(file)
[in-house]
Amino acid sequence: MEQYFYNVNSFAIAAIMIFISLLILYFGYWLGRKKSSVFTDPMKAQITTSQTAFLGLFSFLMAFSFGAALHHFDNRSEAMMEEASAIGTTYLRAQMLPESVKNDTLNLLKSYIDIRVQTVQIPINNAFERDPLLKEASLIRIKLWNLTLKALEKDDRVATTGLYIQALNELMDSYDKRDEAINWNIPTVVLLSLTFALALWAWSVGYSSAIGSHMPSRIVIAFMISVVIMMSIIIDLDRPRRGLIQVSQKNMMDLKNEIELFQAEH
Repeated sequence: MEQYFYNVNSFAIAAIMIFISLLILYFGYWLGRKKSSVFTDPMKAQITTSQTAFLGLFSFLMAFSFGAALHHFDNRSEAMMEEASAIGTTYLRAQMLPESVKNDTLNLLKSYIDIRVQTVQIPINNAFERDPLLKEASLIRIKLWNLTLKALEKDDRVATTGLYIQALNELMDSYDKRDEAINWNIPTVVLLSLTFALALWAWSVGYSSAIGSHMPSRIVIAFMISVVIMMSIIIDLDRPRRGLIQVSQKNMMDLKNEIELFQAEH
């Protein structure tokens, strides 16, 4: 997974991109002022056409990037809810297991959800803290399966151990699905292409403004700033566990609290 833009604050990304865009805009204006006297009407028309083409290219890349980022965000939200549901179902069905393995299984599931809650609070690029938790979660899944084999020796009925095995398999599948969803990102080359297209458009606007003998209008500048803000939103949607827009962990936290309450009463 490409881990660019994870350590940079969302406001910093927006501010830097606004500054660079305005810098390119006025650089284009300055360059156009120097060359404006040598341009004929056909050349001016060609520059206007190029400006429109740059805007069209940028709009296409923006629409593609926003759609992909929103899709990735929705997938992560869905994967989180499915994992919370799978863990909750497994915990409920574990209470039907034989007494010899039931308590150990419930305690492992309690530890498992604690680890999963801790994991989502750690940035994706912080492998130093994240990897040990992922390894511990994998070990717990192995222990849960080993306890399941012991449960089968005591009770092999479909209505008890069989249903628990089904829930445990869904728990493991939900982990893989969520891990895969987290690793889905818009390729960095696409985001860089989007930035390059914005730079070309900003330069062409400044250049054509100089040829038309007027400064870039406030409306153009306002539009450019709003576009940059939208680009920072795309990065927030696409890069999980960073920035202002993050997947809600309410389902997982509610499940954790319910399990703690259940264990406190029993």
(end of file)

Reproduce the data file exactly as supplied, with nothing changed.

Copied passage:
[in-house]
Amino acid sequence: MEQYFYNVNSFAIAAIMIFISLLILYFGYWLGRKKSSVFTDPMKAQITTSQTAFLGLFSFLMAFSFGAALHHFDNRSEAMMEEASAIGTTYLRAQMLPESVKNDTLNLLKSYIDIRVQTVQIPINNAFERDPLLKEASLIRIKLWNLTLKALEKDDRVATTGLYIQALNELMDSYDKRDEAINWNIPTVVLLSLTFALALWAWSVGYSSAIGSHMPSRIVIAFMISVVIMMSIIIDLDRPRRGLIQVSQKNMMDLKNEIELFQAEH
Repeated sequence: MEQYFYNVNSFAIAAIMIFISLLILYFGYWLGRKKSSVFTDPMKAQITTSQTAFLGLFSFLMAFSFGAALHHFDNRSEAMMEEASAIGTTYLRAQMLPESVKNDTLNLLKSYIDIRVQTVQIPINNAFERDPLLKEASLIRIKLWNLTLKALEKDDRVATTGLYIQALNELMDSYDKRDEAINWNIPTVVLLSLTFALALWAWSVGYSSAIGSHMPSRIVIAFMISVVIMMSIIIDLDRPRRGLIQVSQKNMMDLKNEIELFQAEH
């Protein structure tokens, strides 16, 4: 997974991109002022056409990037809810297991959800803290399966151990699905292409403004700033566990609290 833009604050990304865009805009204006006297009407028309083409290219890349980022965000939200549901179902069905393995299984599931809650609070690029938790979660899944084999020796009925095995398999599948969803990102080359297209458009606007003998209008500048803000939103949607827009962990936290309450009463 490409881990660019994870350590940079969302406001910093927006501010830097606004500054660079305005810098390119006025650089284009300055360059156009120097060359404006040598341009004929056909050349001016060609520059206007190029400006429109740059805007069209940028709009296409923006629409593609926003759609992909929103899709990735929705997938992560869905994967989180499915994992919370799978863990909750497994915990409920574990209470039907034989007494010899039931308590150990419930305690492992309690530890498992604690680890999963801790994991989502750690940035994706912080492998130093994240990897040990992922390894511990994998070990717990192995222990849960080993306890399941012991449960089968005591009770092999479909209505008890069989249903628990089904829930445990869904728990493991939900982990893989969520891990895969987290690793889905818009390729960095696409985001860089989007930035390059914005730079070309900003330069062409400044250049054509100089040829038309007027400064870039406030409306153009306002539009450019709003576009940059939208680009920072795309990065927030696409890069999980960073920035202002993050997947809600309410389902997982509610499940954790319910399990703690259940264990406190029993």